Friday, February 7, 2014

Tracing a Master Mariner's career

Gradually adding events to an ancestor’s chronology is a satisfying indication of progress made, gaps filled and increased understanding of what made him/her tick. This is happening now in the case of George Henry Caithness, brother of James Ramsay Caithness.

They were both mariners who began their careers at the Lower School, Royal Hospital, Greenwich after the early death of their father, James Caithness. One of the documents pertaining to George’s acceptance at Greenwich is a declaration sworn by his mother, Ann Caithness nee Scorey, in October 1827, stating his birth date to be 5 July 1818.

George’s birth year is given as 1817 on his Master’s Certificate issued in January 1851. He was baptised at St Mary’s, Eling, Hampshire on 9 August 1818 and although baptisms were not always immediate it seems Ann’s statement giving 1818 as the year George was born is more likely to be correct.

So George was only about 9 years of age when he was admitted to the Lower School and boys were expected to remain ‘as long as the Directors thereof shall think proper’ - usually till they were 14. They were then ‘at the disposal of the Directors to serve ‘in the Royal Navy, Royal Marines, or Merchant Sea Service’: George like his elder brother James was destined for the latter.

Fortunately, details of George’s career after Greenwich are revealed on his Master’s Claim for Certificate of Service, listing names of the ships he served in and the relevant dates. It’s stated that he served as ‘apprentice, seaman and mate from 1830 to 1840 and since that period as master’. Two of the ships he was with in the early years were the Leonidas (home port Southampton), as apprentice, and Comet (home port London), as mate.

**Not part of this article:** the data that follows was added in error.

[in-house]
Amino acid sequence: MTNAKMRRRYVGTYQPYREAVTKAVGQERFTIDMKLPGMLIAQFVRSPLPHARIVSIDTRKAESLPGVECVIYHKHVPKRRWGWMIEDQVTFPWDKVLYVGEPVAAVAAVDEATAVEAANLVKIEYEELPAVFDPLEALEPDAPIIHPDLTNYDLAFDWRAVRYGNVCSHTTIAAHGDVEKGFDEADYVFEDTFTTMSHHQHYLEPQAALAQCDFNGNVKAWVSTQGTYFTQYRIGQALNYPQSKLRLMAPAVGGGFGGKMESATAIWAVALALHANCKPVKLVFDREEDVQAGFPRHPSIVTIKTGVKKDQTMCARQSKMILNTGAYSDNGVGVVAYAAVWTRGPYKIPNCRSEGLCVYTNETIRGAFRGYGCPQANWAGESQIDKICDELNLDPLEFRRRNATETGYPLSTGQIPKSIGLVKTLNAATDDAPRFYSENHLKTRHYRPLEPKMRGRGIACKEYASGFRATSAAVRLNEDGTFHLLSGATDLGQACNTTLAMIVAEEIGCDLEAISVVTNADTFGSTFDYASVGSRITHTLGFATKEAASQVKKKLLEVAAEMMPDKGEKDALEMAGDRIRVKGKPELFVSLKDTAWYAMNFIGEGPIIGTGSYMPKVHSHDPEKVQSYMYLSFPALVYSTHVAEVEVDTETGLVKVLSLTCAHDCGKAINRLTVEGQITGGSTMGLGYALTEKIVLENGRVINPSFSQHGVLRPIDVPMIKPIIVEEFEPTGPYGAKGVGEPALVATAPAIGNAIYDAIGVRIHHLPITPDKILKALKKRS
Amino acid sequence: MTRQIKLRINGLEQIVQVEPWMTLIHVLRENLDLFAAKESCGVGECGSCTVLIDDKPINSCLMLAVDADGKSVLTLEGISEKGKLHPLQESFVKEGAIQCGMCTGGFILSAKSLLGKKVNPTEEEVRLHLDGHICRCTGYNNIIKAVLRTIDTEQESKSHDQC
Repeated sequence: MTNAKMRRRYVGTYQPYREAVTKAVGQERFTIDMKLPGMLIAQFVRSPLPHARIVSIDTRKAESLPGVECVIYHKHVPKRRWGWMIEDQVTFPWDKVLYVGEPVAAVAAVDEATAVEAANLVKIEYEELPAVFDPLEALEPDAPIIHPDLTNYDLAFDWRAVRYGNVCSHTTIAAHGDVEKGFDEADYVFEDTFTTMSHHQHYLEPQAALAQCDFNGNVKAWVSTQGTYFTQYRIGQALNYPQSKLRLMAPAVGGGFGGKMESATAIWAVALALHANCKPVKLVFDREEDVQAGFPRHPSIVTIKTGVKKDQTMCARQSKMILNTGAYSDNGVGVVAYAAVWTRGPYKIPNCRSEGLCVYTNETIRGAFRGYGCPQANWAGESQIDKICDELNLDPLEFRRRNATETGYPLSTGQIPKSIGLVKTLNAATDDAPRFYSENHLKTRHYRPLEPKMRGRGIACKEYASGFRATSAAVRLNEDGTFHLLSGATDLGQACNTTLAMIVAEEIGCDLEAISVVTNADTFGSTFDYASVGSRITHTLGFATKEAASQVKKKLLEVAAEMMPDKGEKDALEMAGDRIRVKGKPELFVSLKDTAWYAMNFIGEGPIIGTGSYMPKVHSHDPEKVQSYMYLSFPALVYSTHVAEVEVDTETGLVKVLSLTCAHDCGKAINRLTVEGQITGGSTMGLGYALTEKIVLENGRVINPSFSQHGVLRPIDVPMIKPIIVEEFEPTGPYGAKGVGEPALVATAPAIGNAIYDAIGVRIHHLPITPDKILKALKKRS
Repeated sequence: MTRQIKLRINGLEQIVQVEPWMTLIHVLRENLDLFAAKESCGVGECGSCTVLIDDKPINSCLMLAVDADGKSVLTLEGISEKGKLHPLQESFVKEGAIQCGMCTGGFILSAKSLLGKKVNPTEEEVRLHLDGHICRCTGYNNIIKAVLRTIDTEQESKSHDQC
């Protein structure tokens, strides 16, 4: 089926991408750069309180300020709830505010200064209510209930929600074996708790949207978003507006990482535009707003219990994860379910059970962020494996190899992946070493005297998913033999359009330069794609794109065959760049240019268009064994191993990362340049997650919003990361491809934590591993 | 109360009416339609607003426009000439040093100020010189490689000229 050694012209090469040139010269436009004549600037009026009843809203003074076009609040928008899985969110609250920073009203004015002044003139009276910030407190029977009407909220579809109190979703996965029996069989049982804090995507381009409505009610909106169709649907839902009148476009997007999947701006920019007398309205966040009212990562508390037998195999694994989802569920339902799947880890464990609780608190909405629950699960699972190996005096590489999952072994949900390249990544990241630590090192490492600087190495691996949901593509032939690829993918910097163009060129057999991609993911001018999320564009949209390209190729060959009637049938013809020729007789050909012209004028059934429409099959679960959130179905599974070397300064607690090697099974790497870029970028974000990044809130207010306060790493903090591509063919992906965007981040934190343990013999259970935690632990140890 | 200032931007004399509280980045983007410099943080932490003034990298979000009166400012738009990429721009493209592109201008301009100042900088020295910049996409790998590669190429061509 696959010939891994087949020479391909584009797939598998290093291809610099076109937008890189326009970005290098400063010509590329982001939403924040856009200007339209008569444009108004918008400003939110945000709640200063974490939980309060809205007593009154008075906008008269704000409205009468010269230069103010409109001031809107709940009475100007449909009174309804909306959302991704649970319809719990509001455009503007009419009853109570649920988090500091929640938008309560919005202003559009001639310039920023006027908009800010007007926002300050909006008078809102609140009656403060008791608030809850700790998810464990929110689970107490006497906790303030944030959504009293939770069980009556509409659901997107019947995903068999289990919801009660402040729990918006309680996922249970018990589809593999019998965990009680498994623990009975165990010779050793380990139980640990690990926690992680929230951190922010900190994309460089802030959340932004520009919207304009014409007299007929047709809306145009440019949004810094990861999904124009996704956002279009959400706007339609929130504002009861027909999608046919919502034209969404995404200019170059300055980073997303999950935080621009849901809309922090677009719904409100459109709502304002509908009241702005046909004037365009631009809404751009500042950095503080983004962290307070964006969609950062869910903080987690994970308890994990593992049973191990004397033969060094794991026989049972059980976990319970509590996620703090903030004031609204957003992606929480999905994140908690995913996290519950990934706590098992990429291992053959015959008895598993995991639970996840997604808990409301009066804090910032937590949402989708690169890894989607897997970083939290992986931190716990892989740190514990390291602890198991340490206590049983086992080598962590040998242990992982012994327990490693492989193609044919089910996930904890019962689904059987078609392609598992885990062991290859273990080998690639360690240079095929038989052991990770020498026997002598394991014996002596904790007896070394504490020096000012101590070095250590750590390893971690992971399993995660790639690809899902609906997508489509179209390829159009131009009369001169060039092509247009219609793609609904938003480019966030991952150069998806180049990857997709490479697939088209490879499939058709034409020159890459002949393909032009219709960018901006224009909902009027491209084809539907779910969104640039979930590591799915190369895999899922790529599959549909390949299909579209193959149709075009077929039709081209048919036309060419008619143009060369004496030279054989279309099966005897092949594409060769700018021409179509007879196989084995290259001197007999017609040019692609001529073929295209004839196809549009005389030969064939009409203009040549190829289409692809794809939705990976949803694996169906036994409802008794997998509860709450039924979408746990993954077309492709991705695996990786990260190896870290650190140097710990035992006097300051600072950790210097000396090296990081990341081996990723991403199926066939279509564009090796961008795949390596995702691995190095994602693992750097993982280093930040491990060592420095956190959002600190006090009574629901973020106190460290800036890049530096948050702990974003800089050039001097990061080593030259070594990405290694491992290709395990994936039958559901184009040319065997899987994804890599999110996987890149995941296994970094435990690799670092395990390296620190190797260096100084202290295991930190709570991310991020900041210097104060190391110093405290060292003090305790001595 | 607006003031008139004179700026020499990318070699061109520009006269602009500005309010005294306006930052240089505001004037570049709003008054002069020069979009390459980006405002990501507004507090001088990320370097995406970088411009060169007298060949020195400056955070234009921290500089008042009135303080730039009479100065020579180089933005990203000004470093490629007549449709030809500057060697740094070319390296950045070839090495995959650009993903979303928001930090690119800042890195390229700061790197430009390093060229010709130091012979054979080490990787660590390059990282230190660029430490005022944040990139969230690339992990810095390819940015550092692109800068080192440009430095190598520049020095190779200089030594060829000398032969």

As master, his ships from 1843 to 1849 were Rosebud, Schiedam, Victoria, Fortitude and Nizam, with destinations as diverse as America, the Mediterranean, Brazil and Calcutta.

The unusually-named Schiedam is listed in Lloyd’s Register.* The latter is a valuable source when tracing a master’s career, bearing in mind that there may be unexpected variations of a surname: George’s name is given as Cockness, Cartness and Catness, none of these an obvious choice when searching.

The Victoria is also listed in Lloyd’s Register – ‘Catness’ master – and the abbreviation ‘Sw’ indicates she was a Snow, a square-rigged ship similar to a brig but with a trysail mast added. It was in this ship that George experienced the volcanic phenomenon in 1845.

Tom Sheldon

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